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Issue #1916      May 25, 2020


From Rio de Janeiro to the Alvorada Palace, let me help you understand how the current president of Brazil came to power.

Brazil’s elite ROTAM police force is known for its military culture and hyper-violence. (Photo: Tyler Hicks)

Even though you are not Brazilian, you have certainly heard about President Jair Messias Bolsonaro. From his terrible performance with the fires in the Amazon to the fight he had with the President of France, now Bolsonaro is giving classes on how not to proceed in the event of a public calamity.

Brazil is now a COVID-19 hotspot, with 300,000 cases. With this in mind, the question that remains is: How did the Brazilian people choose Bolsonaro?

To understand the current situation of Brazilian politics it is essential to understand its militias, who they are, and how they act in Brazil.

However, before we start, it is worth thinking about how the Italian mafia operates. At some point in our lives, we watch movies or hear stories about the mafia. But glamour aside, they are stories of thieves who formed the institution itself; thefts, murders, kidnappings, and more are merely instruments for a great power game. Remember Don Corleone?

Now without all the jazz and good bourbon of the 1950s, where romantic notions of the mafia lay, we jump back to Rio de Janeiro 2020. Wikipedia describes what a militia is nicely: “the generic name of military or paramilitary organisations, or any organisation that has a high degree of performance. The term refers to organisations made up of ordinary armed citizens (nicknamed militiamen), or with police powers that, theoretically, are not part of the armed forces or police of a country.”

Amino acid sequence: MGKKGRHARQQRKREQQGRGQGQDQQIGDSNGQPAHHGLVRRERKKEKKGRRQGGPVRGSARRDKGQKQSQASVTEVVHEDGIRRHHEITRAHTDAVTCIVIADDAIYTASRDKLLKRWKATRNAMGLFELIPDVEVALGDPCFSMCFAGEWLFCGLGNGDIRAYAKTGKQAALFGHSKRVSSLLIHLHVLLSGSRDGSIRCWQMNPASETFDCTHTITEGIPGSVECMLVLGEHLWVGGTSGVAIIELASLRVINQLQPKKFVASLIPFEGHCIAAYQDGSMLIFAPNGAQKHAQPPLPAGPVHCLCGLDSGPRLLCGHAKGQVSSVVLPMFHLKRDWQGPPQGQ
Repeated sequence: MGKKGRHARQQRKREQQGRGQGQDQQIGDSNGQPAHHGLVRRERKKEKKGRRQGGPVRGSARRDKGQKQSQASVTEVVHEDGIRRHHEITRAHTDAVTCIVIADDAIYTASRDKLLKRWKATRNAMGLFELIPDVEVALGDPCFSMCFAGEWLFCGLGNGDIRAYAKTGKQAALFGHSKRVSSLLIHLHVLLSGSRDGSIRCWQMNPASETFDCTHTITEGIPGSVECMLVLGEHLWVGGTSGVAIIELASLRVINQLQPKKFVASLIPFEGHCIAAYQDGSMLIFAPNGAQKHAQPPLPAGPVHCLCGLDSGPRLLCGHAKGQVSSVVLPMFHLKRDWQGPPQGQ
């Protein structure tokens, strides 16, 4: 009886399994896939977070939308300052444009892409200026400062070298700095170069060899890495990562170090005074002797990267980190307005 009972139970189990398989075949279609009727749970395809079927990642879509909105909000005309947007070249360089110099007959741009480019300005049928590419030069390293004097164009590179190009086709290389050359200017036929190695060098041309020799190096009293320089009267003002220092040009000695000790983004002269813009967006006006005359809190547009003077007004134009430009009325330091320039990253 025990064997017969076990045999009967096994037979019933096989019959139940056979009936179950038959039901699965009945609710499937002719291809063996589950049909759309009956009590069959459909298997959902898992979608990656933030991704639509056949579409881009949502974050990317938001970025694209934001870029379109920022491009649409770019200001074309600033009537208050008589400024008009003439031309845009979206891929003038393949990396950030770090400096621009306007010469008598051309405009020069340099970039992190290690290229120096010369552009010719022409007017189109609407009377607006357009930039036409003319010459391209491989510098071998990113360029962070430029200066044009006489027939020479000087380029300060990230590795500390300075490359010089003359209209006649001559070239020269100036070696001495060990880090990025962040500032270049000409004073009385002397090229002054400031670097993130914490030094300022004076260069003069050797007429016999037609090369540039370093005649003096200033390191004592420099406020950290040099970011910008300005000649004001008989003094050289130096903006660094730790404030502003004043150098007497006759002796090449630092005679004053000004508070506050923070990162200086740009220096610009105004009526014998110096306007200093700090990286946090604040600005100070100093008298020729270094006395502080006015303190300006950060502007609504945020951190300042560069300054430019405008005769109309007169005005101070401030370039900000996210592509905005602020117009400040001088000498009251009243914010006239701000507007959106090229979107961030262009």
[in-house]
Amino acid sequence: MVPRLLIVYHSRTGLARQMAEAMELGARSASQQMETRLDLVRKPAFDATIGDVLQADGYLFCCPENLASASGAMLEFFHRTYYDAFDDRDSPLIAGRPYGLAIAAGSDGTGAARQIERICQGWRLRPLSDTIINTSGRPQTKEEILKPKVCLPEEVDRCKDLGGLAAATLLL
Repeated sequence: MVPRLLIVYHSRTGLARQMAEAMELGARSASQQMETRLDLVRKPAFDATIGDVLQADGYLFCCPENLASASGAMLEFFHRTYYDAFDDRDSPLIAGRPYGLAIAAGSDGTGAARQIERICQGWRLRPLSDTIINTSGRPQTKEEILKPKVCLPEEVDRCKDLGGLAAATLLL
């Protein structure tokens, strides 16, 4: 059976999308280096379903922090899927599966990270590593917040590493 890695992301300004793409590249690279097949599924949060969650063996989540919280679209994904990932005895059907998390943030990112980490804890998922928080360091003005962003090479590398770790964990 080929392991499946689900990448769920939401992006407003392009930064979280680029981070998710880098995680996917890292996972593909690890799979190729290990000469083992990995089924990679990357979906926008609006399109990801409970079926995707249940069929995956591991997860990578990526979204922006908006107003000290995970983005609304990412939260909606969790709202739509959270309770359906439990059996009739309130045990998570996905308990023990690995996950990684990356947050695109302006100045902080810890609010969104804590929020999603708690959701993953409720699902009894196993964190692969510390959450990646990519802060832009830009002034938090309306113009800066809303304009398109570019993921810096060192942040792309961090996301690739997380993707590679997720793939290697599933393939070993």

Since Machiavelli, we see passages in history books of paramilitary groups that use force and violence to coerce citizens. Simply put they are ex-military, police, or aspirants who use the practice of extortion in needy communities to achieve financial or political, power. Such groups survive on the financial resources derived from the extortion of the population and the clandestine exploitation of gas, cable television, slot machines, loan sharks, and illegal property sales, etc.

With this picture painted of the militias in Brazil, let’s unravel how they came to power and form part of the Brazilian presidency.

In 1970, ex-soldiers began to be paid by the population of Rio das Pedras, Rio de Janeiro, and they got their recognition by ex-mayor Cesar Maia. Thus, deputies and militant councillors were elected by the population. It was not long before the Rio favelas (i.e. shantytowns) became a point of conflict between militia and drug dealers. Among these groups, a former military man – who was expelled from the military for having bombed barracks in order to pressure his own military to increase his salary – decided to run in the presidential election. And, with the political strength of the militias behind him, Bolsonaro was elected president.

You may ask yourself: how does this interfere with my life? Brazil is one of the largest food exporters in the world. However, Brazilian foods today have a high-level of toxicity. Why? Because Bolsonaro’s reactionary regime has enacted mass deregulation. As a result, these militiamen, who form part of Bolsonaro’s government are allowing large corporations to indiscreetly spray pesticides that may cause harm.

The whole world will recover from COVID-19, but Brazil today buries its dead in mass graves, because for the president “it is just a little flu.” Recently, former justice minister Sergio Moro handed in his resignation and presented evidence of corruption, money laundering, and the president’s interference in the investigation of the murder of Congresswoman Marielle Franco.

Franco, a gay, black woman, and from the Maré favela complex, began to denounce the actions of militia groups within the favelas. She was brutally murdered in a crime that directly links the Bolsonaro family. We are still far from finding an answer to whoever killed Franco, but today, after the evidence presented by the former Minister of Justice, Brazil finds itself in a political crisis, as if the health crisis were not enough.

To all workers around the world, unite!


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